Share on other sites

Candied or Crystallized Ginger 

I used to make this in very large batches, I used an electric roaster, one that had belonged to my grandmother, purchased in the late '40s and the only change was a new power cord replaced in the late '80s.
229908681_candiedgingercopy.jpg.5cb4b035b757fe68f78c927fd0cd7248.jpg

Following is my recipe for candied ginger.  It took me years to develop this method I know it seems long and complicated but that is because I went into some details because not everyone has some of the knowledge.

The real "secret" is the steaming of the sliced MATURE ginger to get it tender enough to make it palatable. 
I know it seems long and complicated, but the end result makes up for the time expended.
It is the steaming that makes all the difference. I have a large couscouserie that allows me to steam big batches at a time, but anything, even small stacked bamboo steamers work just fine.

I use it in cooking a great deal. Apricot/Ginger scones are a favorite.
I also make ginger ice cream – 1/2 cup of finely chopped ginger added to
a regular batch of vanilla – I actually simmer it in the milk/cream
mixture for a few minutes.
You can also use the syrup in which the ginger is cooked, in or over ice
cream, in fruit salads. I beat it into sour cream (Daisy or Alta-Dena
because they are thicker) to make a dipping sauce for strawberries.
Sweetened sour cream is so much more flavorful than whipped cream in my
estimation. The contrasting flavors are superb. It is also a lovely addition to marinades for chicken, duck, pork and lamb.

I am not going to give exact amounts for the ginger because you may wish to begin with a small amount and work up to larger quantities once you learn how easy it is to produce a delicacy that is far superior to any commercially produced product.

Ingredients to begin: Fresh Ginger root, sugar, water and 7-Up or similar citrus soda or you can add citric acid to the water (1 teaspoon per quart) to make it acidulated.

General preparation: You will need a way to slice the ginger.
A sharp knife is o.k. for small batches.
For larger batches use a V-slicer or mandolin or other method, see below.

Also you will need a steamer, and you should have a crock pot (preferred method) or an enamel, glass or stainless steel cook pot.
You will need a wire rack on which to drain the candied ginger and allow it to dry – this may take up to 3 days depending on humidity.

Choose roots that are fairly large as they are easier to peel.
Break off all the smaller “buds” and store in a plastic bag in the fridge – these can be used for pastes, grated, etc.
Peel the ginger with a vegetable peeler or you can use the rounded end of a spoon and scrape the skin off. Blanching will make this even easier.

Drop the root sections into a solution of 1/2 water and 1/2 7-Up or similar citrus beverage or acidulated water until you have all the pieces peeled.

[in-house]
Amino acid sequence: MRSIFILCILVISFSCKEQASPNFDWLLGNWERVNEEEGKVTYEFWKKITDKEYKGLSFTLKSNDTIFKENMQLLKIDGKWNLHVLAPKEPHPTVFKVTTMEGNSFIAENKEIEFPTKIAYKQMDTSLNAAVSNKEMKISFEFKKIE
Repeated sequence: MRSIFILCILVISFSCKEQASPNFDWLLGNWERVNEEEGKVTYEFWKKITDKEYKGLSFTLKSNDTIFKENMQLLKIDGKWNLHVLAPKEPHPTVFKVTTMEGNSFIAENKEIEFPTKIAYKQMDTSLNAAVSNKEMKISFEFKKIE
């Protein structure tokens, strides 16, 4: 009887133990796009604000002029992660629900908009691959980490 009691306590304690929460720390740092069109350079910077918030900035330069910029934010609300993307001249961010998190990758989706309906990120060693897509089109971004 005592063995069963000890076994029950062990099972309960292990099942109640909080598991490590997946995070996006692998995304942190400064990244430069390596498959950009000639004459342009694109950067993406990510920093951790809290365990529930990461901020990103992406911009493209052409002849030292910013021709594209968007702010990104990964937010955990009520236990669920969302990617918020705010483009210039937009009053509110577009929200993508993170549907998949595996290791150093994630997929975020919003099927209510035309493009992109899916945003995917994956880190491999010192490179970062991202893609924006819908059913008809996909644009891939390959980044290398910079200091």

If you have a mandolin or other adjustable slicer, set it to 1/8 inch and slice all the pieces, CROSSWISE or on a diagonal to obtain the largest slices possible (You can also use a rotary slicer, powered or hand-held, use the medium attachment or use a slicing blade on a food processor). However you want to be sure that you cut across the fibers that run lengthwise in the rhizomes.

Return the slices to the liquid until you are finished slicing all the ginger and are ready to proceed to the next step.

Drain the ginger and make stacks of the slices and place the slices on edge in a perforated steamer tray or flat colander so the bottom is solidly covered – then do the same with a second layer and a third if necessary. If there are a few loose slices on top they may lay flat.

Place the steamer over simmering water, cover and steam for 30 to 40 minutes – or until the ginger is quite tender.
Older, larger, more fibrous roots may require an additional 10 to 20 minutes. (This is the “secret” of tender, moist candied ginger which is ideal for eating, cooking, baking).

Remove a slice from the steamer, allow it to cool a bit and “taste” it, that is, bite into it to see if it is tender. If it resists, steam it some more.

In a crockpot prepare a “light” simple syrup. For each cup of sliced ginger you will need 1 cup water and 1 1/2 cups sugar. (Regular simple syrup is 2 parts sugar to 1 part water, i.e., 2 cups sugar dissolved in 1 cup water)
If you do not have a crockpot or slow-cooker, be prepared to keep an eye on the ginger to make sure the liquid does not boil away and there is enough liquid to cover the ginger.
Bring the sugar/water mixture to a boil – crockpot set on high. Add the ginger, when the liquid again comes to a boil, reduce heat to “Low” then cover and allow to simmer gently for 6 to 8 hours, stirring occasionally and adding additional “syrup” if needed to keep ginger covered.
Note: If you are cooking on a stovetop, you may turn it off, leave at room temperature (covered) and resume cooking later. It is the total time of cooking that counts.
After 6 hours, remove a couple of slices, allow to drain and cool completely – the ginger will be very sticky at this point.
Taste and test the tenderness. The ginger should be very tender and slightly translucent, if it is still a bit too “al dente” or it is totally opaque, continue simmering – test again after an additional 2 to 4 hours.

(Note that if you run short on time at any point in the process, you can turn off the heat and allow the ginger slices to steep in the syrup for a couple of days. There is no need to refrigerate.